Manifold: Time

Posted by : atcampbell | On : September 4, 2001

Manifold: Time by Stephen Baxter

Eleven people attended the discussion of Manifold: Time. This book tells the near-future story of Reid Malenfant, a tycoon dedicated to bringing mankind into space. The book invokes several classic SF themes: space exploration, the education of gifted children, time travel, and first contact with aliens. Seven of us at the meeting had read the book, and the rest had not started it.

We enjoyed reading a traditional hard SF novel. It was fun to read about people building spaceships, going into orbit, visiting the moon and asteroids, and exploring time and space. We liked the use of intelligent squids as space pilots. The time travel element is cleverly used to explore recent theories about how galaxies and universes age. This book is brimming with interesting ideas.

There were some problems. Many of us felt that the characters were shallow and the book was filled with long-winded lectures. There were too many ideas to explore fully. Several details about space science were just wrong, which jarred those of us who know about such things. Many of the book?s central ideas were derivative of famous SF works. Everyone was reminded of Heinlein’s “The Man Who Sold the Moon”, and most were also reminded of Clarke’s Childhood’s End and 2001: A Space Odyssey.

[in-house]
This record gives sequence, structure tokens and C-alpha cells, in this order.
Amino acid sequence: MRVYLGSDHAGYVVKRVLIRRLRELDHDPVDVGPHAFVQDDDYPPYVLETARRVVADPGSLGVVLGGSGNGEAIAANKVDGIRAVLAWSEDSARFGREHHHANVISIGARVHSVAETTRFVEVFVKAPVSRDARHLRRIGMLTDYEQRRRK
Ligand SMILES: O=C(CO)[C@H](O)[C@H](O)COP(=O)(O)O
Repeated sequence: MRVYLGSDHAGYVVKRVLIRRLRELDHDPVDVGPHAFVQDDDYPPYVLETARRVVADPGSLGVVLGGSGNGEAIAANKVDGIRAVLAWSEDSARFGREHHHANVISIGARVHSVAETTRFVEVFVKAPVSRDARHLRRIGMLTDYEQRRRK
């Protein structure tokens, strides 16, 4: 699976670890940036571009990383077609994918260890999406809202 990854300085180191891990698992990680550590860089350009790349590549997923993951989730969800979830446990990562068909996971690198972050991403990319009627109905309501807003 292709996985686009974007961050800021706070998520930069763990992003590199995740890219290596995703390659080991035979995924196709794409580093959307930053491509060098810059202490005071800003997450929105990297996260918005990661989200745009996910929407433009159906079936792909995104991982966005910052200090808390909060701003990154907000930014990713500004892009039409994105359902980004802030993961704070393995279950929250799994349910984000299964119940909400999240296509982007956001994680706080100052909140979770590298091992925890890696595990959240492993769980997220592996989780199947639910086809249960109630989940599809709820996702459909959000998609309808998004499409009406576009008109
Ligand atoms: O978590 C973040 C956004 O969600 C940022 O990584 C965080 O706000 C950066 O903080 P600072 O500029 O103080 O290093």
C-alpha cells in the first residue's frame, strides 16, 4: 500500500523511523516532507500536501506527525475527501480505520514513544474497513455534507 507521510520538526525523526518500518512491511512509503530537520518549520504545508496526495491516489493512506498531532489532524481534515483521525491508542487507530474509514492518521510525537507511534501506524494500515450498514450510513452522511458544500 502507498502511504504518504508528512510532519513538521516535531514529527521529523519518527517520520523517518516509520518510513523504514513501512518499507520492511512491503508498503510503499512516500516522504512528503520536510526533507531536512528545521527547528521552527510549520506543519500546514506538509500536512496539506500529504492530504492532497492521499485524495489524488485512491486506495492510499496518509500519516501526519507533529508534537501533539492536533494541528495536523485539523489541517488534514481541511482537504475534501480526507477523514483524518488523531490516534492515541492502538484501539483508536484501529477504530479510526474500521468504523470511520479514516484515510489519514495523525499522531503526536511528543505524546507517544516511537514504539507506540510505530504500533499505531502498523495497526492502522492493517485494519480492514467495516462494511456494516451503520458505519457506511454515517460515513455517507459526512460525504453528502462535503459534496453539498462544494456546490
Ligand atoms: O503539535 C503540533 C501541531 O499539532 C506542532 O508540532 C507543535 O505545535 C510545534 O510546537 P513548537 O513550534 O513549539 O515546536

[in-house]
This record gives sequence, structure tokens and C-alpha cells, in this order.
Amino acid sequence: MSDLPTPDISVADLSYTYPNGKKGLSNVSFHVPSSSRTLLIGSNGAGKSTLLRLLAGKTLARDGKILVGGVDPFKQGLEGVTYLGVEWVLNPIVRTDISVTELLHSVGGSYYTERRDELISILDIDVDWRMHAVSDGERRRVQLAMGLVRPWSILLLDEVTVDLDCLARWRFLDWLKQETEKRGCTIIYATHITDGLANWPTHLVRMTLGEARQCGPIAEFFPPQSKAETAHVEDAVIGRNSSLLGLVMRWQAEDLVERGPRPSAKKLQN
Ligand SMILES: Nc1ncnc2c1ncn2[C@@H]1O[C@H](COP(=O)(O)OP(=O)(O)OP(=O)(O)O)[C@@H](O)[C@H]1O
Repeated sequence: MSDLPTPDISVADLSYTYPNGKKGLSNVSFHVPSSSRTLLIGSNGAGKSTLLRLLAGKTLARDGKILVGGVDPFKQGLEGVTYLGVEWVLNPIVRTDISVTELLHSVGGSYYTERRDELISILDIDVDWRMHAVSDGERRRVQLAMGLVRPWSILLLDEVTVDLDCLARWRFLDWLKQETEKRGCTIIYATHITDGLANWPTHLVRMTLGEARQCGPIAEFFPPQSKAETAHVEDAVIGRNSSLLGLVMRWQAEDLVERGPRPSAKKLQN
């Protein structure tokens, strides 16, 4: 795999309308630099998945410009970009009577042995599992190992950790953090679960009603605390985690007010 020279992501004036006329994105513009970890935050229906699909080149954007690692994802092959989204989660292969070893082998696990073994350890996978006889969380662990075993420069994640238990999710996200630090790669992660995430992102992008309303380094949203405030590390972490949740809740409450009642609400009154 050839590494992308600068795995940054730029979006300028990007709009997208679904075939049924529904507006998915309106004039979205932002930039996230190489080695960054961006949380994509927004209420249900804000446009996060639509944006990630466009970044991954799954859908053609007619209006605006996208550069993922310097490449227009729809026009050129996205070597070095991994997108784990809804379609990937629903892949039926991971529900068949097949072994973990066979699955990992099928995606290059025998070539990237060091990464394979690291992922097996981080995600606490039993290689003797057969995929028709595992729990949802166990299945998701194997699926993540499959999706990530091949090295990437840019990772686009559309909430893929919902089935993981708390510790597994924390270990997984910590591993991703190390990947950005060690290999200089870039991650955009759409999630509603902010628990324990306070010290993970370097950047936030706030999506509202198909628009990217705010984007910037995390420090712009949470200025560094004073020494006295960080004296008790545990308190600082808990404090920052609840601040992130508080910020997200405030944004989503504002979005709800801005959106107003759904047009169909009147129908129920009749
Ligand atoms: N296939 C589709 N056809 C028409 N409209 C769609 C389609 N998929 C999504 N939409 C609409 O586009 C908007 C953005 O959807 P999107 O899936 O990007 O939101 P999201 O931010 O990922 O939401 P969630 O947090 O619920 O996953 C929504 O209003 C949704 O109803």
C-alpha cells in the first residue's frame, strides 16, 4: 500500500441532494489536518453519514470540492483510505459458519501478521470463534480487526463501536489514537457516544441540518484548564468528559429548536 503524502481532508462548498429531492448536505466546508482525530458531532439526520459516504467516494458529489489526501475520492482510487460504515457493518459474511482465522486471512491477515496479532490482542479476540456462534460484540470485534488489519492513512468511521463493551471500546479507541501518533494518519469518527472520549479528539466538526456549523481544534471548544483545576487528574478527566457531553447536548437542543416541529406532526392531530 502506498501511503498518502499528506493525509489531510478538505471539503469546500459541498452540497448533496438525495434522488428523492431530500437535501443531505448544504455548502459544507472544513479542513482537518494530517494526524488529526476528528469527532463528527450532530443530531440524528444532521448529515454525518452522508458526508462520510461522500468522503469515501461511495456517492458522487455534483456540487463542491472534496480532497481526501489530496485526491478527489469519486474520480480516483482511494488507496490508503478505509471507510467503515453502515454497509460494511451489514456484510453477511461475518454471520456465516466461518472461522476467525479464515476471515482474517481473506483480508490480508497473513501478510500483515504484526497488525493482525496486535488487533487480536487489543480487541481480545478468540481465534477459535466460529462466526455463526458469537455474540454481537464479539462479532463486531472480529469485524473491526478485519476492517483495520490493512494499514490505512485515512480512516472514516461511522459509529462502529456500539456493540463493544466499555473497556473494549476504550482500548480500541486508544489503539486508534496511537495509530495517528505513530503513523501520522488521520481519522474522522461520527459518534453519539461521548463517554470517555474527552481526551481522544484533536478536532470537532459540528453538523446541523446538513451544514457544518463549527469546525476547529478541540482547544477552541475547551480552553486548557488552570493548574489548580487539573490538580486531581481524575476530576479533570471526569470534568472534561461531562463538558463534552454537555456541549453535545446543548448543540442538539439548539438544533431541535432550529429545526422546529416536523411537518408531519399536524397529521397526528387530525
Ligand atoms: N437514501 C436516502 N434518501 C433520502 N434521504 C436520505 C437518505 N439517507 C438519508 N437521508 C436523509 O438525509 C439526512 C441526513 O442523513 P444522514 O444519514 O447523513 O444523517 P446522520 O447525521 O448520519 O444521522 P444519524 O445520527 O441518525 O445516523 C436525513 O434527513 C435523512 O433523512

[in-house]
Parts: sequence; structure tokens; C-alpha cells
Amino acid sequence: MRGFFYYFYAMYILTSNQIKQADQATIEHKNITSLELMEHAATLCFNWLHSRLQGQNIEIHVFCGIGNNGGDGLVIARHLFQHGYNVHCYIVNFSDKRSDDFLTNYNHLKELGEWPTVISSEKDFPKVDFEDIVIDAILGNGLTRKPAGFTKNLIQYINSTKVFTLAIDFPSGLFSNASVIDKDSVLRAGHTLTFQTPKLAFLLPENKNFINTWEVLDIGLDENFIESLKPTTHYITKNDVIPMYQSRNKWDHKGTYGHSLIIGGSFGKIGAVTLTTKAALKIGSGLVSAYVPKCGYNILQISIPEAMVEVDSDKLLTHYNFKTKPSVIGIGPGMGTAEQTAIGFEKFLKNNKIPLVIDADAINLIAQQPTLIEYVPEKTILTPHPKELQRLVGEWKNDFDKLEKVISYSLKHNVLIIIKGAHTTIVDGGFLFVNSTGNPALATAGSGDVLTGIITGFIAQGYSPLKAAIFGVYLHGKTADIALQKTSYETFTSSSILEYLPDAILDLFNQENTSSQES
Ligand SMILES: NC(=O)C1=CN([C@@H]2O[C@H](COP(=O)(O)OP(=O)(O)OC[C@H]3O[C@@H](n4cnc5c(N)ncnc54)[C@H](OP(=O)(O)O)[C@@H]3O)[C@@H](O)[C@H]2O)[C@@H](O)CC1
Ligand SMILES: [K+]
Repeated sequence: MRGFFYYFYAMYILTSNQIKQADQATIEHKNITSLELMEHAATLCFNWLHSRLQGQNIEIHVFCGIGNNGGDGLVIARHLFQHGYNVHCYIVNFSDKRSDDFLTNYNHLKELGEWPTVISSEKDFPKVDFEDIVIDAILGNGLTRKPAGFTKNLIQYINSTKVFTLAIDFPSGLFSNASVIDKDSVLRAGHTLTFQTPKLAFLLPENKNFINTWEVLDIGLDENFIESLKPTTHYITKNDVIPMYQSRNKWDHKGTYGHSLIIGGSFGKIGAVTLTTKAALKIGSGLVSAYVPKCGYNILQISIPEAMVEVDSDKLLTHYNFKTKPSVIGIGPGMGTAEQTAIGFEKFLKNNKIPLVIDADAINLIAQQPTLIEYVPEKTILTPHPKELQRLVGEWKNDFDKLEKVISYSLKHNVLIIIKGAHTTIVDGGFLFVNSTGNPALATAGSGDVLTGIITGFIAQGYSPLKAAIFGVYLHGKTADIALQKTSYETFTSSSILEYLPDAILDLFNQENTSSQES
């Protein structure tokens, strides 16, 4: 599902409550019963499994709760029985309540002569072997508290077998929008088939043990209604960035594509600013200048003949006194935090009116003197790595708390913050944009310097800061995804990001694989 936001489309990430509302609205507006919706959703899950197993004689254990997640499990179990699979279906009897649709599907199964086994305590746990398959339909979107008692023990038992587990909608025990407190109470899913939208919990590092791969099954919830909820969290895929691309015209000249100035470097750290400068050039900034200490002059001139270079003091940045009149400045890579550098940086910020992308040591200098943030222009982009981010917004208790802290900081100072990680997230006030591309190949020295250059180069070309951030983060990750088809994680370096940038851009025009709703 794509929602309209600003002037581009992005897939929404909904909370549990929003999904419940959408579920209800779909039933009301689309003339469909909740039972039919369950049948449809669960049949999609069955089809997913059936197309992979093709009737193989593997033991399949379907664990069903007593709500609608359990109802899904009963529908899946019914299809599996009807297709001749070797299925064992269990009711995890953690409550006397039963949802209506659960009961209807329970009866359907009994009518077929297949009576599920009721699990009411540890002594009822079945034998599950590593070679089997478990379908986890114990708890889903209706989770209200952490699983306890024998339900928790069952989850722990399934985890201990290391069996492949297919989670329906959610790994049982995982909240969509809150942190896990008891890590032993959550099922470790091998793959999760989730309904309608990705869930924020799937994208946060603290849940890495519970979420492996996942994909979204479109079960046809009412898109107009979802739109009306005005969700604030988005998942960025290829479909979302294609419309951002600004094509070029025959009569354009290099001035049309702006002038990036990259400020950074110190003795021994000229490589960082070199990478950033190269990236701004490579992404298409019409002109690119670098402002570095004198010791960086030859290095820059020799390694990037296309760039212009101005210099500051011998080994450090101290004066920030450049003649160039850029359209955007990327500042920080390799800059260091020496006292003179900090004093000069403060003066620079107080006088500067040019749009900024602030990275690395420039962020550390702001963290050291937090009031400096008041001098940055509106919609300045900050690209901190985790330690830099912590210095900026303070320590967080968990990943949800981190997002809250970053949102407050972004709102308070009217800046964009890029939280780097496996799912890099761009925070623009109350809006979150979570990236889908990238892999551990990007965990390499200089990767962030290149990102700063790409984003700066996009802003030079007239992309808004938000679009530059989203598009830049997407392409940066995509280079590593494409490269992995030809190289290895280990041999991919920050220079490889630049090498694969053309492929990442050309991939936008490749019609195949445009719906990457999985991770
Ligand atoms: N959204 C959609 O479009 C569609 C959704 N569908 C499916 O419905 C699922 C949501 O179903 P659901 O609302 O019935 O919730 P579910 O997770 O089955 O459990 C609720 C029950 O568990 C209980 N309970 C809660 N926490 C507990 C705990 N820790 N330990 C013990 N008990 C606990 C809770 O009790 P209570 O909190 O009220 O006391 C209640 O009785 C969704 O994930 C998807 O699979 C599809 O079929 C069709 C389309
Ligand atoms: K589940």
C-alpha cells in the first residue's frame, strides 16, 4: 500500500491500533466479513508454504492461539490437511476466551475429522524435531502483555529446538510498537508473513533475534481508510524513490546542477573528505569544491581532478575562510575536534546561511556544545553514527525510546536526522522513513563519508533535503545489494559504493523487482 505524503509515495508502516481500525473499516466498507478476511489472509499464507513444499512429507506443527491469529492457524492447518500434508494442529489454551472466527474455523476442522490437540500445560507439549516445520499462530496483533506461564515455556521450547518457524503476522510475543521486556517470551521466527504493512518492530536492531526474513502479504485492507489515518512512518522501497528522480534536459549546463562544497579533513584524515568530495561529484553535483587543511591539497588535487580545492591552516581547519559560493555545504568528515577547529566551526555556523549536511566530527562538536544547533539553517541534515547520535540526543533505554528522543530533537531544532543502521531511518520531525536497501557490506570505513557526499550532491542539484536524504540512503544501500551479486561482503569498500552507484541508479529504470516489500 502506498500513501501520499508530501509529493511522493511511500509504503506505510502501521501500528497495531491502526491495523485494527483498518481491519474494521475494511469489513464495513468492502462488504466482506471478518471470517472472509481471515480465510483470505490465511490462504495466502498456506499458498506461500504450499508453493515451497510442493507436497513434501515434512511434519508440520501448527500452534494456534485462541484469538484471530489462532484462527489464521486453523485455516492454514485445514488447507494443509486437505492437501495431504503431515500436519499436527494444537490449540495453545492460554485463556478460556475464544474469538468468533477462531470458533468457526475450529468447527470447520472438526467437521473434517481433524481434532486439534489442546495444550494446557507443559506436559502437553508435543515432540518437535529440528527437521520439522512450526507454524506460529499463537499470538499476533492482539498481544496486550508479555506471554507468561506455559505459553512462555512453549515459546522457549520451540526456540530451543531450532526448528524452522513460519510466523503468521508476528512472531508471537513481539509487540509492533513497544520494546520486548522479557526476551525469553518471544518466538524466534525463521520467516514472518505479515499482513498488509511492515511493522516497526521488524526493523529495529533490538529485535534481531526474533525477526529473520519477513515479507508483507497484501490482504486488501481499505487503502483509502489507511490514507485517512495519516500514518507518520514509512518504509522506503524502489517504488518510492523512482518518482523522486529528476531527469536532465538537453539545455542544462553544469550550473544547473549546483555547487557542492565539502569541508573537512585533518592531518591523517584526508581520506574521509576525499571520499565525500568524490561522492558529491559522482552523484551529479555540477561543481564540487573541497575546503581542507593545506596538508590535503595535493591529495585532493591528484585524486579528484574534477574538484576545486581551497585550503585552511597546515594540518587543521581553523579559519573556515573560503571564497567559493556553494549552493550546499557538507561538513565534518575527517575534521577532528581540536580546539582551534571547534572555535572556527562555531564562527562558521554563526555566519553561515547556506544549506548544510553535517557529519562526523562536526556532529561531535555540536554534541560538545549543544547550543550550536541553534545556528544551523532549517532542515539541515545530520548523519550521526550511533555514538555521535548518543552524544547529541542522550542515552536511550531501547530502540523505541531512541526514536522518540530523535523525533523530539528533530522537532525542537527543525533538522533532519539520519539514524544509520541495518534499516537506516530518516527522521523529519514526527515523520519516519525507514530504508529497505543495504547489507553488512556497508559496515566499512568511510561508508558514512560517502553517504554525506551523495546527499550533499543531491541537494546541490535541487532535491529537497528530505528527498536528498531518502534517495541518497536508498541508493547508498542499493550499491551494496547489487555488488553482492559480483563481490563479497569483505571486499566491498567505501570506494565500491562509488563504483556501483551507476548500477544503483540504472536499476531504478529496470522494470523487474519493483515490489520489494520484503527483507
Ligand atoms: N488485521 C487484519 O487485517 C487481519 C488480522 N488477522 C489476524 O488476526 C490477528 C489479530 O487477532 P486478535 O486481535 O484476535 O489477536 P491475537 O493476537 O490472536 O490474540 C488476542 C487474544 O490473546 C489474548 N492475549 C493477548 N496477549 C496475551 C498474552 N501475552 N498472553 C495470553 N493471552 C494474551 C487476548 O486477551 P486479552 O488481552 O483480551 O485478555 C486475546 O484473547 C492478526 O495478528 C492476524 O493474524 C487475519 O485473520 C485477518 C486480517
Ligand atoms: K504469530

Overall we found Manifold: Time to be a mixed blessing. We appreciated Baxter’s obvious enthusiasm in writing a grand space adventure, but found the story too unoriginal and too flawed to give a strong recommendation.

Afterward we had a nice dinner at Ped’s Lemon Grass Asian Grill, a new restaurant next door to Adventures in Crime & Space.

–A. T. Campbell, III